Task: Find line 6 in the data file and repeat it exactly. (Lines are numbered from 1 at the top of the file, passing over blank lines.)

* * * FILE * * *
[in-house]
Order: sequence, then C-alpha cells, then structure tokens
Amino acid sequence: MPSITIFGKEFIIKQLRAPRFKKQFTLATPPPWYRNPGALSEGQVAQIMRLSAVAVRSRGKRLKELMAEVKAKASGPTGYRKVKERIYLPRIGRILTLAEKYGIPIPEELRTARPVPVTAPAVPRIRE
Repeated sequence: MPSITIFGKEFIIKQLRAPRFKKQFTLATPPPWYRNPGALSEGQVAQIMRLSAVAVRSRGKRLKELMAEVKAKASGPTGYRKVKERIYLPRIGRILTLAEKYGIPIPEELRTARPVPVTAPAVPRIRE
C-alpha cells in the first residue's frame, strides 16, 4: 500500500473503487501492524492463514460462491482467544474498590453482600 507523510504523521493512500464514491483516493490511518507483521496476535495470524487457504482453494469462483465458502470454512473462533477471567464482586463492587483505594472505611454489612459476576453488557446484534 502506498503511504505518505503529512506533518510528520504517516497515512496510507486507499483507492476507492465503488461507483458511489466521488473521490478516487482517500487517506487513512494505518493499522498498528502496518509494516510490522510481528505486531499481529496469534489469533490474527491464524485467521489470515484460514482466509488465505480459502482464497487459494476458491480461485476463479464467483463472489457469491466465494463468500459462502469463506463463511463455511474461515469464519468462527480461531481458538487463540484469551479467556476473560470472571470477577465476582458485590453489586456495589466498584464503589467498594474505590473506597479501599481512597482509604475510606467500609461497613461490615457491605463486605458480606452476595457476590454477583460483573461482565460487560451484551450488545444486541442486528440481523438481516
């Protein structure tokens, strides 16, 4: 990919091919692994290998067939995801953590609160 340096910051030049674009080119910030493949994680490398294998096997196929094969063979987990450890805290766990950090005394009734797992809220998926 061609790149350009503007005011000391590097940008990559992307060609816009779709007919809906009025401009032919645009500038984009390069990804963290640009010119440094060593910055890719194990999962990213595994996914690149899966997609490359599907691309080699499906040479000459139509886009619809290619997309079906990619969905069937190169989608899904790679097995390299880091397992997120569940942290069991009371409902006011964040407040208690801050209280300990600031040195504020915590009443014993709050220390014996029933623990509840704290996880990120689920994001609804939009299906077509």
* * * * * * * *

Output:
């Protein structure tokens, strides 16, 4: 990919091919692994290998067939995801953590609160 340096910051030049674009080119910030493949994680490398294998096997196929094969063979987990450890805290766990950090005394009734797992809220998926 061609790149350009503007005011000391590097940008990559992307060609816009779709007919809906009025401009032919645009500038984009390069990804963290640009010119440094060593910055890719194990999962990213595994996914690149899966997609490359599907691309080699499906040479000459139509886009619809290619997309079906990619969905069937190169989608899904790679097995390299880091397992997120569940942290069991009371409902006011964040407040208690801050209280300990600031040195504020915590009443014993709050220390014996029933623990509840704290996880990120689920994001609804939009299906077509």